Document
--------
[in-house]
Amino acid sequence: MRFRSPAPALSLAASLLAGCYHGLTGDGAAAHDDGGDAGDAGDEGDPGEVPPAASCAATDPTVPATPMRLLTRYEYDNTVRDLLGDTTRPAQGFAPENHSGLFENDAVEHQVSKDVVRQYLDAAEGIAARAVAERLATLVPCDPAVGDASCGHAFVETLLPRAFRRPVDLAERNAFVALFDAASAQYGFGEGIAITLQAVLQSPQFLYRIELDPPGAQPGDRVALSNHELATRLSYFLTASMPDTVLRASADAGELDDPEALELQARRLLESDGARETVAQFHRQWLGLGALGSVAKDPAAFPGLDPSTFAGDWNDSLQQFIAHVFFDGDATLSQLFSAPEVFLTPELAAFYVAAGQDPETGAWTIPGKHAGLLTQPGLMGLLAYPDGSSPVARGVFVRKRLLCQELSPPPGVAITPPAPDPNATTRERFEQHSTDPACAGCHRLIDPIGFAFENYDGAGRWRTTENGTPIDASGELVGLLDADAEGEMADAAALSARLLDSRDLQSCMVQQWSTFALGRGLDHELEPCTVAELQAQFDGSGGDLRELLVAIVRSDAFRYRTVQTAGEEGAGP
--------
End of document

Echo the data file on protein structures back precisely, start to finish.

[in-house]
Amino acid sequence: MRFRSPAPALSLAASLLAGCYHGLTGDGAAAHDDGGDAGDAGDEGDPGEVPPAASCAATDPTVPATPMRLLTRYEYDNTVRDLLGDTTRPAQGFAPENHSGLFENDAVEHQVSKDVVRQYLDAAEGIAARAVAERLATLVPCDPAVGDASCGHAFVETLLPRAFRRPVDLAERNAFVALFDAASAQYGFGEGIAITLQAVLQSPQFLYRIELDPPGAQPGDRVALSNHELATRLSYFLTASMPDTVLRASADAGELDDPEALELQARRLLESDGARETVAQFHRQWLGLGALGSVAKDPAAFPGLDPSTFAGDWNDSLQQFIAHVFFDGDATLSQLFSAPEVFLTPELAAFYVAAGQDPETGAWTIPGKHAGLLTQPGLMGLLAYPDGSSPVARGVFVRKRLLCQELSPPPGVAITPPAPDPNATTRERFEQHSTDPACAGCHRLIDPIGFAFENYDGAGRWRTTENGTPIDASGELVGLLDADAEGEMADAAALSARLLDSRDLQSCMVQQWSTFALGRGLDHELEPCTVAELQAQFDGSGGDLRELLVAIVRSDAFRYRTVQTAGEEGAGP